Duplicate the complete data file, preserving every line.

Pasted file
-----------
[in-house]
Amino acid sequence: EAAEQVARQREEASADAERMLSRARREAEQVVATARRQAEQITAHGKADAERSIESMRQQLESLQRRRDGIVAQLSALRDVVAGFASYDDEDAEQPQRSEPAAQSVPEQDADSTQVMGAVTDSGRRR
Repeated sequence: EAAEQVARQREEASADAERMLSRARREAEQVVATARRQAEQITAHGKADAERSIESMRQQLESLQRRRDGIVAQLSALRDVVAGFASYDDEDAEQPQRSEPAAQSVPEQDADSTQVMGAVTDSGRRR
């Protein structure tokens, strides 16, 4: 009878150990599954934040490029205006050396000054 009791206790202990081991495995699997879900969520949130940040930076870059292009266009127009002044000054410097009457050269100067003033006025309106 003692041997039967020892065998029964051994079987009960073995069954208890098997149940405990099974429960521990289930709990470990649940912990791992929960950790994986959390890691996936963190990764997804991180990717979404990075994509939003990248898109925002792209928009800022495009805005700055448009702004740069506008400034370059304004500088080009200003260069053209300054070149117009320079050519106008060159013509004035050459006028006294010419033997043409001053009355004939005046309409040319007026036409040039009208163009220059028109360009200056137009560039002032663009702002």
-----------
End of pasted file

[in-house]
Amino acid sequence: EAAEQVARQREEASADAERMLSRARREAEQVVATARRQAEQITAHGKADAERSIESMRQQLESLQRRRDGIVAQLSALRDVVAGFASYDDEDAEQPQRSEPAAQSVPEQDADSTQVMGAVTDSGRRR
Repeated sequence: EAAEQVARQREEASADAERMLSRARREAEQVVATARRQAEQITAHGKADAERSIESMRQQLESLQRRRDGIVAQLSALRDVVAGFASYDDEDAEQPQRSEPAAQSVPEQDADSTQVMGAVTDSGRRR
């Protein structure tokens, strides 16, 4: 009878150990599954934040490029205006050396000054 009791206790202990081991495995699997879900969520949130940040930076870059292009266009127009002044000054410097009457050269100067003033006025309106 003692041997039967020892065998029964051994079987009960073995069954208890098997149940405990099974429960521990289930709990470990649940912990791992929960950790994986959390890691996936963190990764997804991180990717979404990075994509939003990248898109925002792209928009800022495009805005700055448009702004740069506008400034370059304004500088080009200003260069053209300054070149117009320079050519106008060159013509004035050459006028006294010419033997043409001053009355004939005046309409040319007026036409040039009208163009220059028109360009200056137009560039002032663009702002």